I went to a networking event, a few years ago, where I talked about blogging, a guy who ran a small printing business said he had no idea what to write about, I replied with “Are business cards dead or still a useful tool?” As it happened every attendee at that event had some to hand out but this isn’t usually the norm. Many people don’t see business cards as a necessity as it’s easy to say “oh I’m JoanneDewberryUK across the board on social media.” *cough blatant plug cough* but unless you follow them straight away (i.e right THEN at the event, which most people won’t) you may just forget.
A business card works as a physical reminder that you met someone, their details and most importantly what they do. I believe business cards are an essential piece of your marketing and networking kit (and if you haven’t got any left consider taking along your latest flyer, magazine anything tangible to give away, always carry something).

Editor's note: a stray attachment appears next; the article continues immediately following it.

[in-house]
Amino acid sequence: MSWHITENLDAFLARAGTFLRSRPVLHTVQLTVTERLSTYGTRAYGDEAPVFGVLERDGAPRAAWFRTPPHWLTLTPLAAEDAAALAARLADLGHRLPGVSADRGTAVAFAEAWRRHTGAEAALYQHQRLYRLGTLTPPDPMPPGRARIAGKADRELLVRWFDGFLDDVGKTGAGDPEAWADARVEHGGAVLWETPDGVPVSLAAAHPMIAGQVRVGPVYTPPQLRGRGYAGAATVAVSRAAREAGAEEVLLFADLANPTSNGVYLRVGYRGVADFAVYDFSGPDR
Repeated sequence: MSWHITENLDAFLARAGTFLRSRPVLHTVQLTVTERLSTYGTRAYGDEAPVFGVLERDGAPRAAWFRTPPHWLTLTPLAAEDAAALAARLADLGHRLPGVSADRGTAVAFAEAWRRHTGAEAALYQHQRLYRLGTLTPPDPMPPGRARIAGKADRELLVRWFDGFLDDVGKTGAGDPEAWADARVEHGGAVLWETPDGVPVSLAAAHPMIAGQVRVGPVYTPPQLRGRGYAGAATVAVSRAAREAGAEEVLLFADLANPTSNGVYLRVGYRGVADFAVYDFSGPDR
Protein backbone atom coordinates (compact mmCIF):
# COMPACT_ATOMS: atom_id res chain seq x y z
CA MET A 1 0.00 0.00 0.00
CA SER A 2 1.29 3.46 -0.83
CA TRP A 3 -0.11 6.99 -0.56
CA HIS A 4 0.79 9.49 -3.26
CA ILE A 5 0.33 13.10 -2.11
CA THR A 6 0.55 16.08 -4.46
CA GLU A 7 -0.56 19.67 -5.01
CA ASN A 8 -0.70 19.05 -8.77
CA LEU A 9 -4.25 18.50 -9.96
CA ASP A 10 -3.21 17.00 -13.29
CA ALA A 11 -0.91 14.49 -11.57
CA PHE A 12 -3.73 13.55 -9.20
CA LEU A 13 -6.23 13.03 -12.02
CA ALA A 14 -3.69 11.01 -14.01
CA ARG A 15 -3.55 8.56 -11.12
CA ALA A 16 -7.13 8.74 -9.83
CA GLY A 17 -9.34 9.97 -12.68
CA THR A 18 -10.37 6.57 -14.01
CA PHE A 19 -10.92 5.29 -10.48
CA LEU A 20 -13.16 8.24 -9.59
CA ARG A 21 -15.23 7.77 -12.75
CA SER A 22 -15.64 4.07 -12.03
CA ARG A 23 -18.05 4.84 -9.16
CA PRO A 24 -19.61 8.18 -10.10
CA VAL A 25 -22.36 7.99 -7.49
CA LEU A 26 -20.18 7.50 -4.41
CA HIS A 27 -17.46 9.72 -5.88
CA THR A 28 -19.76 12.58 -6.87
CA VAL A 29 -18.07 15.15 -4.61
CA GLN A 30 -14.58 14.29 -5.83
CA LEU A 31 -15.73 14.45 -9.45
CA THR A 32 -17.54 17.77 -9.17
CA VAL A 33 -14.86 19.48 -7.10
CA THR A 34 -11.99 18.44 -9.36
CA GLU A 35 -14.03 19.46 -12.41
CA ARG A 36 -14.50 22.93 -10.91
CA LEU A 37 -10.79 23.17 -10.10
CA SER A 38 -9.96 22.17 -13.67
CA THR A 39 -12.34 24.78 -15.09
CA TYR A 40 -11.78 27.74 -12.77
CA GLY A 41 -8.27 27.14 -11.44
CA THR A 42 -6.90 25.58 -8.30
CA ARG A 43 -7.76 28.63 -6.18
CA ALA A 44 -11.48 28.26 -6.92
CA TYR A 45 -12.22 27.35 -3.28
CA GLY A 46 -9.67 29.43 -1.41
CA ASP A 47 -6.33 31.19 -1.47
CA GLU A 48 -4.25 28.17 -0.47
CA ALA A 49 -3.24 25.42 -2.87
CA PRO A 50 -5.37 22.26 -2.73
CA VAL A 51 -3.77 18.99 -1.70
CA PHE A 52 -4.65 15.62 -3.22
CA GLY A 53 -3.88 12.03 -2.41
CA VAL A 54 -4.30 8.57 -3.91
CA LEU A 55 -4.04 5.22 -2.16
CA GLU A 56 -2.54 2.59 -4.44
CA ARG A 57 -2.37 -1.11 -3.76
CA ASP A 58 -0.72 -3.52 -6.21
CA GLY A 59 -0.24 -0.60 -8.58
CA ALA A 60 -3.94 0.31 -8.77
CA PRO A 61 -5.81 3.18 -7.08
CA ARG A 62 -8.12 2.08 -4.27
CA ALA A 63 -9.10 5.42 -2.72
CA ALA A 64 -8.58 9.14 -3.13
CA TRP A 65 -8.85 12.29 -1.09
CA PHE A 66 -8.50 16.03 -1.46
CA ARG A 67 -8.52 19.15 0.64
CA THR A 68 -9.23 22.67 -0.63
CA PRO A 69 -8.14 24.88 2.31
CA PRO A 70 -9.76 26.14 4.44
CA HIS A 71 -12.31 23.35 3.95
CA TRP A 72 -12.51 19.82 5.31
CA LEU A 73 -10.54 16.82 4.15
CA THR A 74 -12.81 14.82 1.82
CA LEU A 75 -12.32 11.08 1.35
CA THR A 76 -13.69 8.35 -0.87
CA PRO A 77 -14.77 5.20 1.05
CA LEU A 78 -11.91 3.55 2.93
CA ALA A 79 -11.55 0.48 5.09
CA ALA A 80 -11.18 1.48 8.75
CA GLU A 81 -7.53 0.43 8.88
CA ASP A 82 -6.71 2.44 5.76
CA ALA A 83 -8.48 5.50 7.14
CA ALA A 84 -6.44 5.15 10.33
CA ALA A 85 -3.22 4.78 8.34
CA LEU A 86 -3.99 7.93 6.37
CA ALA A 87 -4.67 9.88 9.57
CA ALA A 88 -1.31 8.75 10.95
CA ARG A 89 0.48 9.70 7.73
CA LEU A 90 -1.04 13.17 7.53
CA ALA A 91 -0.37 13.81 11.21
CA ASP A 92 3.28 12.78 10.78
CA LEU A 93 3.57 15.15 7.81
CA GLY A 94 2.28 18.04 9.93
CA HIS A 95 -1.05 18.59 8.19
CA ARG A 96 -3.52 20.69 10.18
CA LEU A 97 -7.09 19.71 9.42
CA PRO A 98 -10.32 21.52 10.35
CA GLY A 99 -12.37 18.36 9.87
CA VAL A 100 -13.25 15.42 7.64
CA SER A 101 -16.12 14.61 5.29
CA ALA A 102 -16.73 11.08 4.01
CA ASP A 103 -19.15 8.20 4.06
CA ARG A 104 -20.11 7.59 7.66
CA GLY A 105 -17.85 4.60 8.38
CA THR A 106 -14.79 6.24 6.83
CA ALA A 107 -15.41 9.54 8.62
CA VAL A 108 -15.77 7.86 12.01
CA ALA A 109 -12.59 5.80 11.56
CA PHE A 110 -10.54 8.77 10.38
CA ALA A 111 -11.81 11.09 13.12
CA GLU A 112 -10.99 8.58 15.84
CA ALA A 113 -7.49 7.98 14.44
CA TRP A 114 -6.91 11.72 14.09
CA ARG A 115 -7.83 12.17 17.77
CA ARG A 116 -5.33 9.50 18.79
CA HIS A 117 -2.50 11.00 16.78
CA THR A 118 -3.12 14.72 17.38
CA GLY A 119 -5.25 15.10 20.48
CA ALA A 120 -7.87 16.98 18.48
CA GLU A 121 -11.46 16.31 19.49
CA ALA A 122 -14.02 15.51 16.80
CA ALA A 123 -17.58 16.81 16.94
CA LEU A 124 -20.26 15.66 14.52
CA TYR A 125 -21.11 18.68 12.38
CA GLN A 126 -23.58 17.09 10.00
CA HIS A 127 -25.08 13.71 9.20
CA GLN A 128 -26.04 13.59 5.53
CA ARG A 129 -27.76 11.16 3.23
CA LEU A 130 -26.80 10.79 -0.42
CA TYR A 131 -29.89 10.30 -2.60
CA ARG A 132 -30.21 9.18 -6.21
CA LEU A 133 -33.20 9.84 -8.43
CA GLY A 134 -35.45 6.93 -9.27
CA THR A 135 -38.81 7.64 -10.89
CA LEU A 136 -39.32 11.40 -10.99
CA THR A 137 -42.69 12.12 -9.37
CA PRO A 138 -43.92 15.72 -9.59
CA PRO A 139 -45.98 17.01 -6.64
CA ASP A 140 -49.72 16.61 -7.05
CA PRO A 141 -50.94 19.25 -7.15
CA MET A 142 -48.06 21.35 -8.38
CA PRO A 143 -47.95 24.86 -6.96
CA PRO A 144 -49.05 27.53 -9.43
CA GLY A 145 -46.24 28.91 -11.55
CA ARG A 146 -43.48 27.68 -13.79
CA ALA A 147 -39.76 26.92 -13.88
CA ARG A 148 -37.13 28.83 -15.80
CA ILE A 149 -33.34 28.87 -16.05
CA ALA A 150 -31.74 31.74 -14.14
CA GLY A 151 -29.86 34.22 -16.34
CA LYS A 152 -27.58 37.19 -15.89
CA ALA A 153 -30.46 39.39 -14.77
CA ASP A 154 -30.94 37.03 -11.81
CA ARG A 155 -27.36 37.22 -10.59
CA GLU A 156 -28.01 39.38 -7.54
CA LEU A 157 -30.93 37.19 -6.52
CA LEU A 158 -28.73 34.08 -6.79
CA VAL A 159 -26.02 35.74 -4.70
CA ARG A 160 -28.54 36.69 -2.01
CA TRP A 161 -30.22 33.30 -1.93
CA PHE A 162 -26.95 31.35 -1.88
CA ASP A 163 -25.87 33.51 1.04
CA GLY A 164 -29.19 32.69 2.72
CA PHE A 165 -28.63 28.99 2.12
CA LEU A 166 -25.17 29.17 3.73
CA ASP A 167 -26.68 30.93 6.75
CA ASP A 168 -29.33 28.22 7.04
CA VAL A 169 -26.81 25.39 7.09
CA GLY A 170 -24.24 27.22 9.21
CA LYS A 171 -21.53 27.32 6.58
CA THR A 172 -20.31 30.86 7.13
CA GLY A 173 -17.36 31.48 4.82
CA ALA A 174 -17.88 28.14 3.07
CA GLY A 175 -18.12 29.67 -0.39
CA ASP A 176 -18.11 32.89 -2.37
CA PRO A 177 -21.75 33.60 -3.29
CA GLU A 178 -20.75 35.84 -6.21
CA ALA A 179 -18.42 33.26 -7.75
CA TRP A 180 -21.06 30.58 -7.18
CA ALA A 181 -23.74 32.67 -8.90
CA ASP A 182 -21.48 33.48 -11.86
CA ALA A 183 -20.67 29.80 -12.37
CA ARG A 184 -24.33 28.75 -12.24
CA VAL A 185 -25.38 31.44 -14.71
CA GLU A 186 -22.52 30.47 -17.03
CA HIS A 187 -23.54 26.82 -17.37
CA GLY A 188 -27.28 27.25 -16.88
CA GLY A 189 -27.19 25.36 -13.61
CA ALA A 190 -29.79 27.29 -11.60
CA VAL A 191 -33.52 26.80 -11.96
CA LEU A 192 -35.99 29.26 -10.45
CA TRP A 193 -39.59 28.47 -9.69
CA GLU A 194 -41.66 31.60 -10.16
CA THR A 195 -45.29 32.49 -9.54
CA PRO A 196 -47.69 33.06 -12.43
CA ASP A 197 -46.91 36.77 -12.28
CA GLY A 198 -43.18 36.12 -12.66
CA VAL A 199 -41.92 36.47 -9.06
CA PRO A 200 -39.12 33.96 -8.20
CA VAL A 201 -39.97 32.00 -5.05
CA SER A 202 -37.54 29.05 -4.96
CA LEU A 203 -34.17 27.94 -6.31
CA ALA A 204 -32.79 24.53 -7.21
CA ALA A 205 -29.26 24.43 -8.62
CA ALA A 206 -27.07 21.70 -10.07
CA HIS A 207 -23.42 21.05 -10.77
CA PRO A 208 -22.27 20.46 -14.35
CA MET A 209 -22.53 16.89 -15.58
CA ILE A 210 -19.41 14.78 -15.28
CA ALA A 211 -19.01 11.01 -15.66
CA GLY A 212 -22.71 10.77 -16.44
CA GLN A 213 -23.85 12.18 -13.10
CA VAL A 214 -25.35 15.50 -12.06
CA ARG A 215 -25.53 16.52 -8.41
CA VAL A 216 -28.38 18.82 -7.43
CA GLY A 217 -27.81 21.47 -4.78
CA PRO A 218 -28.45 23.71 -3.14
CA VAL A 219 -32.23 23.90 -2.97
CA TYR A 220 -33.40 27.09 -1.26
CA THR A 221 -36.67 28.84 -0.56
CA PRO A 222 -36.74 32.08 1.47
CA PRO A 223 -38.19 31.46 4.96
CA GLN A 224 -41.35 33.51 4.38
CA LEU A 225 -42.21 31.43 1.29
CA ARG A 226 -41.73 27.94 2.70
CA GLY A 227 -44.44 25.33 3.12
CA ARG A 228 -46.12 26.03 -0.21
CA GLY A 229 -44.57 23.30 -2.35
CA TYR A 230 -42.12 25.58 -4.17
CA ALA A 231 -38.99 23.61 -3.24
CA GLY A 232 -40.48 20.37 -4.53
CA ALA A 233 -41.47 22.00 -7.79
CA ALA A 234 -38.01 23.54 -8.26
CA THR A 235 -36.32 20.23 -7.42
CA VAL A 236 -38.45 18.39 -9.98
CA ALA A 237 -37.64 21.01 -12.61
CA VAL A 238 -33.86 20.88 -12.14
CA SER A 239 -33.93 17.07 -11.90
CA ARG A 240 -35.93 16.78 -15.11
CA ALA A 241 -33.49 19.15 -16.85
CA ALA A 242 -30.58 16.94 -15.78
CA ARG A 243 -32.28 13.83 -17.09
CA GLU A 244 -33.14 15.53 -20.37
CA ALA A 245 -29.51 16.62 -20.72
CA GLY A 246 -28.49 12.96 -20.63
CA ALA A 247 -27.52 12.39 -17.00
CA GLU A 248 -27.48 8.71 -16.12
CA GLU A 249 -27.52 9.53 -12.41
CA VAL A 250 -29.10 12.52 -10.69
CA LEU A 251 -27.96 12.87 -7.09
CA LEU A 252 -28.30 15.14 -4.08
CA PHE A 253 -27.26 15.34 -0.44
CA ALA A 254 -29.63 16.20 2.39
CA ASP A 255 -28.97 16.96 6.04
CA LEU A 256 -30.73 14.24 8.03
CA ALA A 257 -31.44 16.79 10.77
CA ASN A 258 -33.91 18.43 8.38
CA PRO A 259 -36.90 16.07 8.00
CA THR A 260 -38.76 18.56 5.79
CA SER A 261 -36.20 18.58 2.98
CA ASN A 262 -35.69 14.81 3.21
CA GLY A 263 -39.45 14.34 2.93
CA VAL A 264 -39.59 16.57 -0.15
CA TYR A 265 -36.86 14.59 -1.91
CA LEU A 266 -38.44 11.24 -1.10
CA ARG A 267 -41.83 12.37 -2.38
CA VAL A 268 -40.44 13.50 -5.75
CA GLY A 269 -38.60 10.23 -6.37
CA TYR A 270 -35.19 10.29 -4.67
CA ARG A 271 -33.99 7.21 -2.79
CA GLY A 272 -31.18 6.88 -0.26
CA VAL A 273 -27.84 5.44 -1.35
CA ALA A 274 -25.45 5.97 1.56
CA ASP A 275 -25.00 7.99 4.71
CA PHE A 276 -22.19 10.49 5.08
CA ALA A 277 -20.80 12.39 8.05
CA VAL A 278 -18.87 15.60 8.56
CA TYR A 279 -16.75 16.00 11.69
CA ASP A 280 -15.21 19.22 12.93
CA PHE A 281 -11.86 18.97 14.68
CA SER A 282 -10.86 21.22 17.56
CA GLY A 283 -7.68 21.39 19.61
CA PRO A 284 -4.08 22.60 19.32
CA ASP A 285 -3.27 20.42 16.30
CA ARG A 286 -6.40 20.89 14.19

Business cards also make you look far more professional and organised, it’s a little bit lame scratching your details down on a scrap of paper or being disorganised with nothing at all to share. The hardest part, when it comes to designing business cards is deciding just what information you should include. It can be easy to overload the business card with tons of information as mentally you don’t want to miss anything but as a receiver, this can look really busy and give the receiver far too many options. Too many options can also make it hard for the receiver to know what you do and what you want them to do, call to actions are important but too many is overwhelming.
What Information Do You Need on Your Business Cards?
Contact Details: Email, phone, website and most importantly your name. It’s always the obvious things we overlook. Don’t overload your business card with social media platforms, pick one and remember we always have our phones to hands you can always ask them “what’s your Twitter handle and I’ll follow you now” it’s also a handy way to keep the conversation flowing. But don’t worry as once you start connecting with individuals online you can always direct them to other platforms.